As Good as It Gets starts with an elderly lady enthusing happily to her husband as she leaves her apartment. Its tulip season and.. some muttering is heard, her face turns to disgust as a man leaves the lift. Despite the season he’s wearing gloves, it’s her neighbour Melvin Udall (Jack Nicholson). Udall is coaxing a dog to come to him, the dog is recoiling in fear and attempts to pee.
Udall lunges at the dog, then puts the now peeing dog down the garbage chute. Soon after, the dog’s owner Simon (Greg Kinnear) leaves his apartment calling for his dog.. he spots Udall. Udall claims not to have seen the dog, and insults the man with anti-gay comments relating to Simon’s homosexuality. As Udall leaves, a nervous, shaken Simon tells him he doesn’t love anything.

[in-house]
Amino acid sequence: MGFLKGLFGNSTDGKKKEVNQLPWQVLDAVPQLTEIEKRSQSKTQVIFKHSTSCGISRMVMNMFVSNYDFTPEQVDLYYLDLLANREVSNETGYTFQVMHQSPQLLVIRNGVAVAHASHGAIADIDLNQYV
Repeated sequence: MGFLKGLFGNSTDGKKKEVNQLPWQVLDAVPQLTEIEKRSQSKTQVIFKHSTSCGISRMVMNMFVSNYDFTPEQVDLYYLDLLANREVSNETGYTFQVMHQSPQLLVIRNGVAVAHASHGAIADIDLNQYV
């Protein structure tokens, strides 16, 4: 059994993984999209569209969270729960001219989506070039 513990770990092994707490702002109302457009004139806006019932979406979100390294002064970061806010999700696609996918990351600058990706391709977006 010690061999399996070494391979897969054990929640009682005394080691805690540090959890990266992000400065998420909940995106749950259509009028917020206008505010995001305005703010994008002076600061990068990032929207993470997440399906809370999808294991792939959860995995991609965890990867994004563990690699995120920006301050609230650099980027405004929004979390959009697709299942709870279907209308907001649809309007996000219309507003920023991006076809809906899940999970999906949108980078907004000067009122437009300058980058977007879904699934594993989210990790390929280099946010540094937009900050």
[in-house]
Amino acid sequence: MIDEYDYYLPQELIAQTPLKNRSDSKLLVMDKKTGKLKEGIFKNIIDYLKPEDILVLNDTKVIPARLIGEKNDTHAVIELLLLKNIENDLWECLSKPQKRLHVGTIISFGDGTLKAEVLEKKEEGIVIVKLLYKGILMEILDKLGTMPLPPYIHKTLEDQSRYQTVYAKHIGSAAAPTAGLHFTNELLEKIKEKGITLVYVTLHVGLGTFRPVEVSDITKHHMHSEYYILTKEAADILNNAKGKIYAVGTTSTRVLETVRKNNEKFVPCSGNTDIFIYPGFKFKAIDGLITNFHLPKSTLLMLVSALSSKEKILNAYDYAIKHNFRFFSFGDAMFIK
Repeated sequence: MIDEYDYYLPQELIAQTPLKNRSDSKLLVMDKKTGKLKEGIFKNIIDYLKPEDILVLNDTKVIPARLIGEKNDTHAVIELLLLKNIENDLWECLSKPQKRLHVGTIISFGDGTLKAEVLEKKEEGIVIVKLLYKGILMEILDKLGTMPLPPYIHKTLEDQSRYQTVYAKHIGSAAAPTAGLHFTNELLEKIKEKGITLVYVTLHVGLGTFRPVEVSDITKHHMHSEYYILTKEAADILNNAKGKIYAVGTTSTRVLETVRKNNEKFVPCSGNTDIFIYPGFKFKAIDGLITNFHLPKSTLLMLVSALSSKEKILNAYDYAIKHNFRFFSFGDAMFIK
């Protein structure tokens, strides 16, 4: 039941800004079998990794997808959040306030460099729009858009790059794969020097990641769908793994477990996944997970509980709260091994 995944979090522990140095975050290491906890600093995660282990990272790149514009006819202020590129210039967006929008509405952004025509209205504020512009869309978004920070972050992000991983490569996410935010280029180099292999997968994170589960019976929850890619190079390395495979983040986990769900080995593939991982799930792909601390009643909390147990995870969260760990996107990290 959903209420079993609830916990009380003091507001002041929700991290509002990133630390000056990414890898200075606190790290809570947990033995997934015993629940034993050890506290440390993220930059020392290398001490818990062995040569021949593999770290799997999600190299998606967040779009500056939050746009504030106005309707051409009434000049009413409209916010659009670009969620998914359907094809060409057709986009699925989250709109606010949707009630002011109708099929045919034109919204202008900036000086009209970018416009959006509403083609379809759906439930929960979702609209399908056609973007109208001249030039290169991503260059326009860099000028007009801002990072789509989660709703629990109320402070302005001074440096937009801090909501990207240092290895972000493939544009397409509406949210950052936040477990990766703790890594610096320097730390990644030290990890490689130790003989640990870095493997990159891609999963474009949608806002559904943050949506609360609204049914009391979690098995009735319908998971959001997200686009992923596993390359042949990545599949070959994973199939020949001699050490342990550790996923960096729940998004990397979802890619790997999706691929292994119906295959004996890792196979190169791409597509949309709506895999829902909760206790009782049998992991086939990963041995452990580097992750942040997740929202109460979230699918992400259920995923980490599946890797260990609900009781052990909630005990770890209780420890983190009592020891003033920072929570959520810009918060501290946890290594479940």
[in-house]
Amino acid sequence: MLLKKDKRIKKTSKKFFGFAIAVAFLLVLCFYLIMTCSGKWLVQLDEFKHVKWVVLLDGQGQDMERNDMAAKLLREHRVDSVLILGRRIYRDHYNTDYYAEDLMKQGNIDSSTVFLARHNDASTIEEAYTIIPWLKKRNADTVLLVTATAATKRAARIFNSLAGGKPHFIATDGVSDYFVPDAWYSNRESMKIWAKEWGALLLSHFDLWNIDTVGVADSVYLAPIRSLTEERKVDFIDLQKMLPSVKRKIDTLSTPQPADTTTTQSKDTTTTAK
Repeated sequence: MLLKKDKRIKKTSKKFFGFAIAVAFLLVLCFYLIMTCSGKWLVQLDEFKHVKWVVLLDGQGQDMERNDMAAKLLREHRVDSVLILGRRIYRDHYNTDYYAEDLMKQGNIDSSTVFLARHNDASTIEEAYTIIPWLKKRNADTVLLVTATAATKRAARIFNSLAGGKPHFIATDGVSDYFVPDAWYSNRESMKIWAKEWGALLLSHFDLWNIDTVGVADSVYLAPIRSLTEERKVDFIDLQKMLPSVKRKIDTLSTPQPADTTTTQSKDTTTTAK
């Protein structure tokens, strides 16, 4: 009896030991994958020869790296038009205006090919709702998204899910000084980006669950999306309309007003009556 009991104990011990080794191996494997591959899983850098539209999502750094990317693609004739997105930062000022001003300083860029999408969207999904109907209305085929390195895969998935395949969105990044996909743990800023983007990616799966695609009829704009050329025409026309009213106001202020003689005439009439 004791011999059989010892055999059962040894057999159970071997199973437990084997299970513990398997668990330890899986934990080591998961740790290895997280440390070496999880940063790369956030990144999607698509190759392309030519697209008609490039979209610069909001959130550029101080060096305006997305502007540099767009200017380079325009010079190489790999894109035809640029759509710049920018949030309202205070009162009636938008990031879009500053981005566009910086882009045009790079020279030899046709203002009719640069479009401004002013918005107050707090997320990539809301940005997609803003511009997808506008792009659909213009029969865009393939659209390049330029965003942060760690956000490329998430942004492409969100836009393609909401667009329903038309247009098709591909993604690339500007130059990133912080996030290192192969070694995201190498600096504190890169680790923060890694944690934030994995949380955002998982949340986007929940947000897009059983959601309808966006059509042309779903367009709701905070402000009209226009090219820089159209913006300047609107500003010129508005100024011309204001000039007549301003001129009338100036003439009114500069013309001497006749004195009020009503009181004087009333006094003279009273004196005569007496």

Udall lives alone in a neat, tidy apartment. He locks the door with a number of locks, locking and unlocking the front door five times, then he puts on the light and off the light in the same repetitive manner. He washes his hands in boiling water – so hot you can see the steam – and using two bars of soap repetitively then discarding them. He then starts work as a romantic novelist, at home and relaxed we see a different side to this character full of love, passion and understanding of both men and women. A complete contrast to the man we’ve seen and heard previously.
Simon is holding an art show and revealed to be a sensitive, sweet type. Once reunited with his dog, he and his friend Frank (Cuba Gooding Jr) hear of his dog’s trip down the shute, Simon is visibly upset. After Simon gets a barrage of abuse and leaves the situation. Frank takes charge of confronting Udall. This confrontation shows us the extent of Udall’s apparent fear and anxiety, He edges away from him and he requests not to touch him as he is grabbed by him, Udall shouts racial slurs at Frank.